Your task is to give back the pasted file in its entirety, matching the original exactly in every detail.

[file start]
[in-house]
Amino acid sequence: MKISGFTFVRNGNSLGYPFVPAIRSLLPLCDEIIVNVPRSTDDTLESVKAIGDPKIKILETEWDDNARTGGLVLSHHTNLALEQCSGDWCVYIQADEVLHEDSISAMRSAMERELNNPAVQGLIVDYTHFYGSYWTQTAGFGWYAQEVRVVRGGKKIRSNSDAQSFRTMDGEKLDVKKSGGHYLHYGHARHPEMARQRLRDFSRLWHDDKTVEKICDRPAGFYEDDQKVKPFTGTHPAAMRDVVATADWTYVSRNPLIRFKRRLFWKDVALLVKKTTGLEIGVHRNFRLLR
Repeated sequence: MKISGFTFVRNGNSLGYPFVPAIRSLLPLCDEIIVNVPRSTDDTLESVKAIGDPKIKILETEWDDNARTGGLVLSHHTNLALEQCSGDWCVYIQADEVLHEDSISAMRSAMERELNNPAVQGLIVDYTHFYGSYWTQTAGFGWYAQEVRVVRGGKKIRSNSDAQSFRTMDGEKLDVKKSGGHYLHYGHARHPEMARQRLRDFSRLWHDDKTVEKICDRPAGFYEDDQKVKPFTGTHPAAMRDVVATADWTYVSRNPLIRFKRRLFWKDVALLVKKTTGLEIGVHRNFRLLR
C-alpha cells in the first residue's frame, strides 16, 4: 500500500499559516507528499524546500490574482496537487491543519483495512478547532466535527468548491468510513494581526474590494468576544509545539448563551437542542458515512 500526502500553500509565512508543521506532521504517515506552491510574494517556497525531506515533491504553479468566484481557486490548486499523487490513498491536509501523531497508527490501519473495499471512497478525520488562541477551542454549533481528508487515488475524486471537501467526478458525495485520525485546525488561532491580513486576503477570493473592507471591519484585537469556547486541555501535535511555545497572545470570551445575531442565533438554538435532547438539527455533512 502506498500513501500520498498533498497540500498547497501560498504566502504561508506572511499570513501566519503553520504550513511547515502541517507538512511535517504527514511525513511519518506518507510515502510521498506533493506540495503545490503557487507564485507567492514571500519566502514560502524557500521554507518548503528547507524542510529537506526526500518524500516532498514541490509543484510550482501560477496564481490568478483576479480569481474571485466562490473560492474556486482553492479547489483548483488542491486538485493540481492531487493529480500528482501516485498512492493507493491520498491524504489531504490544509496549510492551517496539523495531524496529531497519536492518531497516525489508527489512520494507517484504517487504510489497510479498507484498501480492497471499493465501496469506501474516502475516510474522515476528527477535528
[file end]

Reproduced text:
[in-house]
Amino acid sequence: MKISGFTFVRNGNSLGYPFVPAIRSLLPLCDEIIVNVPRSTDDTLESVKAIGDPKIKILETEWDDNARTGGLVLSHHTNLALEQCSGDWCVYIQADEVLHEDSISAMRSAMERELNNPAVQGLIVDYTHFYGSYWTQTAGFGWYAQEVRVVRGGKKIRSNSDAQSFRTMDGEKLDVKKSGGHYLHYGHARHPEMARQRLRDFSRLWHDDKTVEKICDRPAGFYEDDQKVKPFTGTHPAAMRDVVATADWTYVSRNPLIRFKRRLFWKDVALLVKKTTGLEIGVHRNFRLLR
Repeated sequence: MKISGFTFVRNGNSLGYPFVPAIRSLLPLCDEIIVNVPRSTDDTLESVKAIGDPKIKILETEWDDNARTGGLVLSHHTNLALEQCSGDWCVYIQADEVLHEDSISAMRSAMERELNNPAVQGLIVDYTHFYGSYWTQTAGFGWYAQEVRVVRGGKKIRSNSDAQSFRTMDGEKLDVKKSGGHYLHYGHARHPEMARQRLRDFSRLWHDDKTVEKICDRPAGFYEDDQKVKPFTGTHPAAMRDVVATADWTYVSRNPLIRFKRRLFWKDVALLVKKTTGLEIGVHRNFRLLR
C-alpha cells in the first residue's frame, strides 16, 4: 500500500499559516507528499524546500490574482496537487491543519483495512478547532466535527468548491468510513494581526474590494468576544509545539448563551437542542458515512 500526502500553500509565512508543521506532521504517515506552491510574494517556497525531506515533491504553479468566484481557486490548486499523487490513498491536509501523531497508527490501519473495499471512497478525520488562541477551542454549533481528508487515488475524486471537501467526478458525495485520525485546525488561532491580513486576503477570493473592507471591519484585537469556547486541555501535535511555545497572545470570551445575531442565533438554538435532547438539527455533512 502506498500513501500520498498533498497540500498547497501560498504566502504561508506572511499570513501566519503553520504550513511547515502541517507538512511535517504527514511525513511519518506518507510515502510521498506533493506540495503545490503557487507564485507567492514571500519566502514560502524557500521554507518548503528547507524542510529537506526526500518524500516532498514541490509543484510550482501560477496564481490568478483576479480569481474571485466562490473560492474556486482553492479547489483548483488542491486538485493540481492531487493529480500528482501516485498512492493507493491520498491524504489531504490544509496549510492551517496539523495531524496529531497519536492518531497516525489508527489512520494507517484504517487504510489497510479498507484498501480492497471499493465501496469506501474516502475516510474522515476528527477535528